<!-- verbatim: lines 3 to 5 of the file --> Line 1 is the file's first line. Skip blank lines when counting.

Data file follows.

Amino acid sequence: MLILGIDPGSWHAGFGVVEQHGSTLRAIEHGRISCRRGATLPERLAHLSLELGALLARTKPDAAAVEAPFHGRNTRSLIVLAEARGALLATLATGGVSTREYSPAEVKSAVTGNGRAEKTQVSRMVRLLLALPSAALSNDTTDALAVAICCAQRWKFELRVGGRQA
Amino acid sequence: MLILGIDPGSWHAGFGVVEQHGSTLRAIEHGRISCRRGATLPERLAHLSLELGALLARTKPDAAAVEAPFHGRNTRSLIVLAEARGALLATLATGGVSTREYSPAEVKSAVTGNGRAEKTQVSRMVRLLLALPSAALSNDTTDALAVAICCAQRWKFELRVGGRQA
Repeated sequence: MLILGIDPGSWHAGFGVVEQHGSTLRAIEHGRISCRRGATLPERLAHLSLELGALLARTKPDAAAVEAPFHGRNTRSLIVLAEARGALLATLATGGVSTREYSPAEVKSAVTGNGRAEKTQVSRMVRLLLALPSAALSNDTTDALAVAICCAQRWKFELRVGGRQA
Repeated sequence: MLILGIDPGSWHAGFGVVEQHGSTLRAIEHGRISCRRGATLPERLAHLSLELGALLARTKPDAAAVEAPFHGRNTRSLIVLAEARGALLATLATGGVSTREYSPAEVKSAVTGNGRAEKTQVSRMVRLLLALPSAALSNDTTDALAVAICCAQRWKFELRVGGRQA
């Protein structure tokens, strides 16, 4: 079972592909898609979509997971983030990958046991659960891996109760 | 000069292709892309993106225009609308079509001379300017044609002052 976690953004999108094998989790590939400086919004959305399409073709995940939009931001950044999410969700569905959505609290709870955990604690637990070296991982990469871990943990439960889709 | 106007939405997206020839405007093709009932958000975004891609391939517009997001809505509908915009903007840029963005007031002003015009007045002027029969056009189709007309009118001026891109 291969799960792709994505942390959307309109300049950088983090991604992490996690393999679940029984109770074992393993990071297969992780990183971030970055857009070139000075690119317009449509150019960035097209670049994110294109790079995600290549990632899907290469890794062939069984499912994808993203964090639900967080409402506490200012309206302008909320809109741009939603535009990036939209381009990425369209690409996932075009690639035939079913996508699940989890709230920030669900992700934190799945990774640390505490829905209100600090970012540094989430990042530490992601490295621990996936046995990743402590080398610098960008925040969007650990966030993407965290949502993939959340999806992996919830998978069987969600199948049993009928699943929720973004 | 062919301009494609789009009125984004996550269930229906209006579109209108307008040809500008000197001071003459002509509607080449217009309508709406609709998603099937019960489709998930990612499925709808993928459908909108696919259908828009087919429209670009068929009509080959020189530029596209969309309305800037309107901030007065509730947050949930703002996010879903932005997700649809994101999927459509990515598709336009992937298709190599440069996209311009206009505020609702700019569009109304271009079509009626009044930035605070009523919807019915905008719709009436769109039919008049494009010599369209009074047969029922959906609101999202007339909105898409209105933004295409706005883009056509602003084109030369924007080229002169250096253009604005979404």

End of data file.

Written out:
Repeated sequence: MLILGIDPGSWHAGFGVVEQHGSTLRAIEHGRISCRRGATLPERLAHLSLELGALLARTKPDAAAVEAPFHGRNTRSLIVLAEARGALLATLATGGVSTREYSPAEVKSAVTGNGRAEKTQVSRMVRLLLALPSAALSNDTTDALAVAICCAQRWKFELRVGGRQA
Repeated sequence: MLILGIDPGSWHAGFGVVEQHGSTLRAIEHGRISCRRGATLPERLAHLSLELGALLARTKPDAAAVEAPFHGRNTRSLIVLAEARGALLATLATGGVSTREYSPAEVKSAVTGNGRAEKTQVSRMVRLLLALPSAALSNDTTDALAVAICCAQRWKFELRVGGRQA
């Protein structure tokens, strides 16, 4: 079972592909898609979509997971983030990958046991659960891996109760 | 000069292709892309993106225009609308079509001379300017044609002052 976690953004999108094998989790590939400086919004959305399409073709995940939009931001950044999410969700569905959505609290709870955990604690637990070296991982990469871990943990439960889709 | 106007939405997206020839405007093709009932958000975004891609391939517009997001809505509908915009903007840029963005007031002003015009007045002027029969056009189709007309009118001026891109 291969799960792709994505942390959307309109300049950088983090991604992490996690393999679940029984109770074992393993990071297969992780990183971030970055857009070139000075690119317009449509150019960035097209670049994110294109790079995600290549990632899907290469890794062939069984499912994808993203964090639900967080409402506490200012309206302008909320809109741009939603535009990036939209381009990425369209690409996932075009690639035939079913996508699940989890709230920030669900992700934190799945990774640390505490829905209100600090970012540094989430990042530490992601490295621990996936046995990743402590080398610098960008925040969007650990966030993407965290949502993939959340999806992996919830998978069987969600199948049993009928699943929720973004 | 062919301009494609789009009125984004996550269930229906209006579109209108307008040809500008000197001071003459002509509607080449217009309508709406609709998603099937019960489709998930990612499925709808993928459908909108696919259908828009087919429209670009068929009509080959020189530029596209969309309305800037309107901030007065509730947050949930703002996010879903932005997700649809994101999927459509990515598709336009992937298709190599440069996209311009206009505020609702700019569009109304271009079509009626009044930035605070009523919807019915905008719709009436769109039919008049494009010599369209009074047969029922959906609101999202007339909105898409209105933004295409706005883009056509602003084109030369924007080229002169250096253009604005979404």